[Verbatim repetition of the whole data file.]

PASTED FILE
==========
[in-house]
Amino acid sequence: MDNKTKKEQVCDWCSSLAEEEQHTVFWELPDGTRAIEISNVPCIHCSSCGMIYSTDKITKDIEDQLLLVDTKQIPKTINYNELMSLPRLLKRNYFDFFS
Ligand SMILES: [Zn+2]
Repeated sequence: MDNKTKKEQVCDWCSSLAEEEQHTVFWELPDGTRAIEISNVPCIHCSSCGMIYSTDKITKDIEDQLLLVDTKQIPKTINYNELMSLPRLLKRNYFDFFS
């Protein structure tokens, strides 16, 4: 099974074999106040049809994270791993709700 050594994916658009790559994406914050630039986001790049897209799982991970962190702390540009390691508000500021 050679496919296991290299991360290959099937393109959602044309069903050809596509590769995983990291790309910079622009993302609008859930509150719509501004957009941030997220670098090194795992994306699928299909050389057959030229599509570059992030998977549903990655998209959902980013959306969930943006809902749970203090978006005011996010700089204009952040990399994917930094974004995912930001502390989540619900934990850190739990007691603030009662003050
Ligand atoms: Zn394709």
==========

[in-house]
Amino acid sequence: MDNKTKKEQVCDWCSSLAEEEQHTVFWELPDGTRAIEISNVPCIHCSSCGMIYSTDKITKDIEDQLLLVDTKQIPKTINYNELMSLPRLLKRNYFDFFS
Ligand SMILES: [Zn+2]
Repeated sequence: MDNKTKKEQVCDWCSSLAEEEQHTVFWELPDGTRAIEISNVPCIHCSSCGMIYSTDKITKDIEDQLLLVDTKQIPKTINYNELMSLPRLLKRNYFDFFS
């Protein structure tokens, strides 16, 4: 099974074999106040049809994270791993709700 050594994916658009790559994406914050630039986001790049897209799982991970962190702390540009390691508000500021 050679496919296991290299991360290959099937393109959602044309069903050809596509590769995983990291790309910079622009993302609008859930509150719509501004957009941030997220670098090194795992994306699928299909050389057959030229599509570059992030998977549903990655998209959902980013959306969930943006809902749970203090978006005011996010700089204009952040990399994917930094974004995912930001502390989540619900934990850190739990007691603030009662003050
Ligand atoms: Zn394709």